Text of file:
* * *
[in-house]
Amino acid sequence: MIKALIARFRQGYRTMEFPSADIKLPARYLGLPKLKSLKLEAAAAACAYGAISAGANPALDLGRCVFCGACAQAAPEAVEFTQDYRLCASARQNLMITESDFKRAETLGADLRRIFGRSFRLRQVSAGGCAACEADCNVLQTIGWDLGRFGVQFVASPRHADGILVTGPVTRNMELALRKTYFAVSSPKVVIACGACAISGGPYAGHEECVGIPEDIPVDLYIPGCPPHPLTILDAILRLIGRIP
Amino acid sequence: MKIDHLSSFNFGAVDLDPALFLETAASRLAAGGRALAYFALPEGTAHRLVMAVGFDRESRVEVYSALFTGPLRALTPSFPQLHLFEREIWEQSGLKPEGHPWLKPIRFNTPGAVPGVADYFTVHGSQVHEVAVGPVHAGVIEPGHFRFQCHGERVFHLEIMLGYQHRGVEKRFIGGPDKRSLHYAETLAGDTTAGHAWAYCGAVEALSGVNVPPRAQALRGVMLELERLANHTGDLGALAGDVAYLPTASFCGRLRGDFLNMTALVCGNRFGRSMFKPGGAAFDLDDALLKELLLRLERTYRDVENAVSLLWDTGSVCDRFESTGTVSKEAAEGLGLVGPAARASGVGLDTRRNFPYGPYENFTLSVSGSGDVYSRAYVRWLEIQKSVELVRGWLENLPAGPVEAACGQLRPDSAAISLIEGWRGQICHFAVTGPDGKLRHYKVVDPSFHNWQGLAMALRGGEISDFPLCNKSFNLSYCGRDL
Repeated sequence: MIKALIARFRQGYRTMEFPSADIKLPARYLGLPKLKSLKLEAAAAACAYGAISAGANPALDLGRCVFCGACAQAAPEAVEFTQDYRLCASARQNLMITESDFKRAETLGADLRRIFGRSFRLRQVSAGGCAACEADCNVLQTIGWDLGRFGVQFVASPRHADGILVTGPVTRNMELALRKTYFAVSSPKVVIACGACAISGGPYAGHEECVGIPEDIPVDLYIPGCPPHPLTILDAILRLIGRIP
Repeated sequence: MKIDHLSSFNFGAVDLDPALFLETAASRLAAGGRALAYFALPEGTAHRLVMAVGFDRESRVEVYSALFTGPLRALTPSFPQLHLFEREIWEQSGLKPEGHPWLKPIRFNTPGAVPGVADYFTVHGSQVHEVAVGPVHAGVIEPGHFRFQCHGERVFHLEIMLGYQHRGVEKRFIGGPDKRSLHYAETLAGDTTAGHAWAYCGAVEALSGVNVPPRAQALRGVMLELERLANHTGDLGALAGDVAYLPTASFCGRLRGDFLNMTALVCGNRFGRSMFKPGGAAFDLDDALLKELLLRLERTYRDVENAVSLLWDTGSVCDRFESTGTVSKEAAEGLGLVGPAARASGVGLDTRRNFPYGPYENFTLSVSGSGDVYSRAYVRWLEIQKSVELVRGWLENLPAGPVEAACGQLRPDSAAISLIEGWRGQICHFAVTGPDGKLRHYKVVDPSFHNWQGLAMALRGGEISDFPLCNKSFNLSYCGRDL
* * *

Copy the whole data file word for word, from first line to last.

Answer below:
[in-house]
Amino acid sequence: MIKALIARFRQGYRTMEFPSADIKLPARYLGLPKLKSLKLEAAAAACAYGAISAGANPALDLGRCVFCGACAQAAPEAVEFTQDYRLCASARQNLMITESDFKRAETLGADLRRIFGRSFRLRQVSAGGCAACEADCNVLQTIGWDLGRFGVQFVASPRHADGILVTGPVTRNMELALRKTYFAVSSPKVVIACGACAISGGPYAGHEECVGIPEDIPVDLYIPGCPPHPLTILDAILRLIGRIP
Amino acid sequence: MKIDHLSSFNFGAVDLDPALFLETAASRLAAGGRALAYFALPEGTAHRLVMAVGFDRESRVEVYSALFTGPLRALTPSFPQLHLFEREIWEQSGLKPEGHPWLKPIRFNTPGAVPGVADYFTVHGSQVHEVAVGPVHAGVIEPGHFRFQCHGERVFHLEIMLGYQHRGVEKRFIGGPDKRSLHYAETLAGDTTAGHAWAYCGAVEALSGVNVPPRAQALRGVMLELERLANHTGDLGALAGDVAYLPTASFCGRLRGDFLNMTALVCGNRFGRSMFKPGGAAFDLDDALLKELLLRLERTYRDVENAVSLLWDTGSVCDRFESTGTVSKEAAEGLGLVGPAARASGVGLDTRRNFPYGPYENFTLSVSGSGDVYSRAYVRWLEIQKSVELVRGWLENLPAGPVEAACGQLRPDSAAISLIEGWRGQICHFAVTGPDGKLRHYKVVDPSFHNWQGLAMALRGGEISDFPLCNKSFNLSYCGRDL
Repeated sequence: MIKALIARFRQGYRTMEFPSADIKLPARYLGLPKLKSLKLEAAAAACAYGAISAGANPALDLGRCVFCGACAQAAPEAVEFTQDYRLCASARQNLMITESDFKRAETLGADLRRIFGRSFRLRQVSAGGCAACEADCNVLQTIGWDLGRFGVQFVASPRHADGILVTGPVTRNMELALRKTYFAVSSPKVVIACGACAISGGPYAGHEECVGIPEDIPVDLYIPGCPPHPLTILDAILRLIGRIP
Repeated sequence: MKIDHLSSFNFGAVDLDPALFLETAASRLAAGGRALAYFALPEGTAHRLVMAVGFDRESRVEVYSALFTGPLRALTPSFPQLHLFEREIWEQSGLKPEGHPWLKPIRFNTPGAVPGVADYFTVHGSQVHEVAVGPVHAGVIEPGHFRFQCHGERVFHLEIMLGYQHRGVEKRFIGGPDKRSLHYAETLAGDTTAGHAWAYCGAVEALSGVNVPPRAQALRGVMLELERLANHTGDLGALAGDVAYLPTASFCGRLRGDFLNMTALVCGNRFGRSMFKPGGAAFDLDDALLKELLLRLERTYRDVENAVSLLWDTGSVCDRFESTGTVSKEAAEGLGLVGPAARASGVGLDTRRNFPYGPYENFTLSVSGSGDVYSRAYVRWLEIQKSVELVRGWLENLPAGPVEAACGQLRPDSAAISLIEGWRGQICHFAVTGPDGKLRHYKVVDPSFHNWQGLAMALRGGEISDFPLCNKSFNLSYCGRDL